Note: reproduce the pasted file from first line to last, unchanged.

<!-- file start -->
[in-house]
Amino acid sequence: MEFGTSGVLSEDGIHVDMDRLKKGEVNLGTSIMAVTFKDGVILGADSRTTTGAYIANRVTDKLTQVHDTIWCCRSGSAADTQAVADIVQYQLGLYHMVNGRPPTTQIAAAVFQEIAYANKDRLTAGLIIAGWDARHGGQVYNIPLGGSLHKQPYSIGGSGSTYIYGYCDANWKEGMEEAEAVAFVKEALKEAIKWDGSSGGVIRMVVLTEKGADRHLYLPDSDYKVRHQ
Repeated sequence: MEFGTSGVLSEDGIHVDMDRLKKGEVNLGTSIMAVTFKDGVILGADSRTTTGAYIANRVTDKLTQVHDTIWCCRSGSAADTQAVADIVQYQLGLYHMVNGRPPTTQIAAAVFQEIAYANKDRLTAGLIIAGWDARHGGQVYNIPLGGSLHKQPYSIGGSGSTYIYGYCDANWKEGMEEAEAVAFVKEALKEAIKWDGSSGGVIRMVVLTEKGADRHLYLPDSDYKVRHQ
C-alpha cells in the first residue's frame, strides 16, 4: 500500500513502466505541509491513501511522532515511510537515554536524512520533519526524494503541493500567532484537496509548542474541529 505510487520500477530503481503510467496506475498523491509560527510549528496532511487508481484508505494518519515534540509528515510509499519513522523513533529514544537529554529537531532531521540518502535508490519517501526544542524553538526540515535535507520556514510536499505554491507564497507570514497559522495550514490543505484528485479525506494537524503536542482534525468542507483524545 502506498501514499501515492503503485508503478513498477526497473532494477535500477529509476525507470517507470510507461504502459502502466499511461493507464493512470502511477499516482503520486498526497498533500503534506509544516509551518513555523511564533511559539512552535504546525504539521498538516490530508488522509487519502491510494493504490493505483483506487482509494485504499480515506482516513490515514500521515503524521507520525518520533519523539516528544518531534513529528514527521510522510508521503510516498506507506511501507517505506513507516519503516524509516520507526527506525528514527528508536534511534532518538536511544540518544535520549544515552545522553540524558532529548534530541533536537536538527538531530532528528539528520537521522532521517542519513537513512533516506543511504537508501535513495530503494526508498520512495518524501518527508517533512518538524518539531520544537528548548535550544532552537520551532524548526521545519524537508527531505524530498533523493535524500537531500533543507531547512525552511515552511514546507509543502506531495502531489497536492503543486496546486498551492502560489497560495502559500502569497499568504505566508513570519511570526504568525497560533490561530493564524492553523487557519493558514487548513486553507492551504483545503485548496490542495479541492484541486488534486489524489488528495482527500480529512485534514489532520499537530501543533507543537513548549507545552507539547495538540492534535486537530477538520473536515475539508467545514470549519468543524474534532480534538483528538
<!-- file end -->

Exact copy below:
[in-house]
Amino acid sequence: MEFGTSGVLSEDGIHVDMDRLKKGEVNLGTSIMAVTFKDGVILGADSRTTTGAYIANRVTDKLTQVHDTIWCCRSGSAADTQAVADIVQYQLGLYHMVNGRPPTTQIAAAVFQEIAYANKDRLTAGLIIAGWDARHGGQVYNIPLGGSLHKQPYSIGGSGSTYIYGYCDANWKEGMEEAEAVAFVKEALKEAIKWDGSSGGVIRMVVLTEKGADRHLYLPDSDYKVRHQ
Repeated sequence: MEFGTSGVLSEDGIHVDMDRLKKGEVNLGTSIMAVTFKDGVILGADSRTTTGAYIANRVTDKLTQVHDTIWCCRSGSAADTQAVADIVQYQLGLYHMVNGRPPTTQIAAAVFQEIAYANKDRLTAGLIIAGWDARHGGQVYNIPLGGSLHKQPYSIGGSGSTYIYGYCDANWKEGMEEAEAVAFVKEALKEAIKWDGSSGGVIRMVVLTEKGADRHLYLPDSDYKVRHQ
C-alpha cells in the first residue's frame, strides 16, 4: 500500500513502466505541509491513501511522532515511510537515554536524512520533519526524494503541493500567532484537496509548542474541529 505510487520500477530503481503510467496506475498523491509560527510549528496532511487508481484508505494518519515534540509528515510509499519513522523513533529514544537529554529537531532531521540518502535508490519517501526544542524553538526540515535535507520556514510536499505554491507564497507570514497559522495550514490543505484528485479525506494537524503536542482534525468542507483524545 502506498501514499501515492503503485508503478513498477526497473532494477535500477529509476525507470517507470510507461504502459502502466499511461493507464493512470502511477499516482503520486498526497498533500503534506509544516509551518513555523511564533511559539512552535504546525504539521498538516490530508488522509487519502491510494493504490493505483483506487482509494485504499480515506482516513490515514500521515503524521507520525518520533519523539516528544518531534513529528514527521510522510508521503510516498506507506511501507517505506513507516519503516524509516520507526527506525528514527528508536534511534532518538536511544540518544535520549544515552545522553540524558532529548534530541533536537536538527538531530532528528539528520537521522532521517542519513537513512533516506543511504537508501535513495530503494526508498520512495518524501518527508517533512518538524518539531520544537528548548535550544532552537520551532524548526521545519524537508527531505524530498533523493535524500537531500533543507531547512525552511515552511514546507509543502506531495502531489497536492503543486496546486498551492502560489497560495502559500502569497499568504505566508513570519511570526504568525497560533490561530493564524492553523487557519493558514487548513486553507492551504483545503485548496490542495479541492484541486488534486489524489488528495482527500480529512485534514489532520499537530501543533507543537513548549507545552507539547495538540492534535486537530477538520473536515475539508467545514470549519468543524474534532480534538483528538